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January 11, 2016


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Probation is a good intermediate step.

Law schools need to disclose probation. It tends to focus the minds of the greedy operators. Like any other greedy operation, the greedy operators have an inclination to run at the first signs of possible loss of money.

Anyone who doesn't believe this is true, let's enforce the rules and find out what happens.

This is long overdue.


If the ABA chooses to continue to shame itself, perhaps there should be a court action; for those who know, would this be possible? Is there any way to compel the ABA to enforce its own rules?

Captian Hurska Carswell, Continuance King

Ah yes, "Probation," just like criminal defendants who think they "beat their case." At a subsequent Probation Violation Hearing, the offending law dean can appear wearing a Budweiser frog T-shirt.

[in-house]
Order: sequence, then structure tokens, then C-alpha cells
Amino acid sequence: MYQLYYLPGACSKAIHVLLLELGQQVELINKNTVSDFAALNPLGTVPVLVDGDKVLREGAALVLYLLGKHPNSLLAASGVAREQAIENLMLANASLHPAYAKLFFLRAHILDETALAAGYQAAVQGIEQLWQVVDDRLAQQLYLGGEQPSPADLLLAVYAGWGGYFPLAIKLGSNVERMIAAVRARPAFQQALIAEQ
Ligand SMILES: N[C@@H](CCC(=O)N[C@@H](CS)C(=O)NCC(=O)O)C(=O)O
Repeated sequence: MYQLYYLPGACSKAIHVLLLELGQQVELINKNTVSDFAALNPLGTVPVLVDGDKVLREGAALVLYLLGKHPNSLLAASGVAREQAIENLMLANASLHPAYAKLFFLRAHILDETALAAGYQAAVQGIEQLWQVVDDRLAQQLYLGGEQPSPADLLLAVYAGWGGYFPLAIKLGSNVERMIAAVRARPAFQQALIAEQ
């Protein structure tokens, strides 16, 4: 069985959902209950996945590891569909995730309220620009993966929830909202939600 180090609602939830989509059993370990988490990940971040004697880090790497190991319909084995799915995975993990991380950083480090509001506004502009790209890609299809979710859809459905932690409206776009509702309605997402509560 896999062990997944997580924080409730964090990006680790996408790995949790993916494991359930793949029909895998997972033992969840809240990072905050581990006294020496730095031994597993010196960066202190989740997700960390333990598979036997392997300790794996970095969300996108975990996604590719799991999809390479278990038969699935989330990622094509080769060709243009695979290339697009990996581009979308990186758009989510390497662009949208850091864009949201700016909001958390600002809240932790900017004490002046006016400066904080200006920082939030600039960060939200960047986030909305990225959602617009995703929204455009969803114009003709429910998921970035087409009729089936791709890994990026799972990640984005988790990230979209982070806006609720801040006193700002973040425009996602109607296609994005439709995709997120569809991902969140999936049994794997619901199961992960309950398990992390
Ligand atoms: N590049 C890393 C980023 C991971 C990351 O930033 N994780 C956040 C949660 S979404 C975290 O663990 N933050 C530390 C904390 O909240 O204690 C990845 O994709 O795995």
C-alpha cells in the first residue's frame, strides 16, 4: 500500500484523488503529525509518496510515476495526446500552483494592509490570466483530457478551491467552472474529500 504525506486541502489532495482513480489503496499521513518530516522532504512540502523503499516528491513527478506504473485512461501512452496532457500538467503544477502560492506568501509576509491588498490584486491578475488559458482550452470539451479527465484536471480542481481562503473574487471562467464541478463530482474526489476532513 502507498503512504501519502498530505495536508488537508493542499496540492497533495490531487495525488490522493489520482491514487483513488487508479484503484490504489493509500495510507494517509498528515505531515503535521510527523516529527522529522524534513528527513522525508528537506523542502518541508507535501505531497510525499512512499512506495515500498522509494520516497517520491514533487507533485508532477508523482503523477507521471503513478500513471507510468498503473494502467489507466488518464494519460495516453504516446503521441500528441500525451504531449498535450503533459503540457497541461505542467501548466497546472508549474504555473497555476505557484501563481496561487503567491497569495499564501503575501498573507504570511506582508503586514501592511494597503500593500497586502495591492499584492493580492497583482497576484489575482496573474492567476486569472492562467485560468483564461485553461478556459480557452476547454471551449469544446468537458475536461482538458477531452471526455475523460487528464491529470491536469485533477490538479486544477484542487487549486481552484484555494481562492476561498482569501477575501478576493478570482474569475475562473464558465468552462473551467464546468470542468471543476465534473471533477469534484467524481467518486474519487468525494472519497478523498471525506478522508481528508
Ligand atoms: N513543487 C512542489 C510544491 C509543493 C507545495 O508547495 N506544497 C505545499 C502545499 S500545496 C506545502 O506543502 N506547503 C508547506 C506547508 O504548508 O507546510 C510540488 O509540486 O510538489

No law school will lose accreditation without first being placed on probation, although the ABA does not call it that. I believe the Standards refer to provisional or conditional accreditation which must be made public. The school is given, in fact, a list of things to fix, that is, Stanatds it is not in compliance with, and a year or so to correct the situation, at which time another site visit occurs to see if things have been corrected or the school reports in writing to the Section on the steps it has taken to remedy the defects. The Accreditation Committee then votes again on the school's status, deciding whether to give it full accreditation again or not.

The process is set out in the Standards, if anyone is that interested.

So if anyone expects to wake up one day and find out that law school XYZ has lost accreditation and is effectively out of business, that will not happen. There will be ample warning that the school is in accreditation trouble before that happens.

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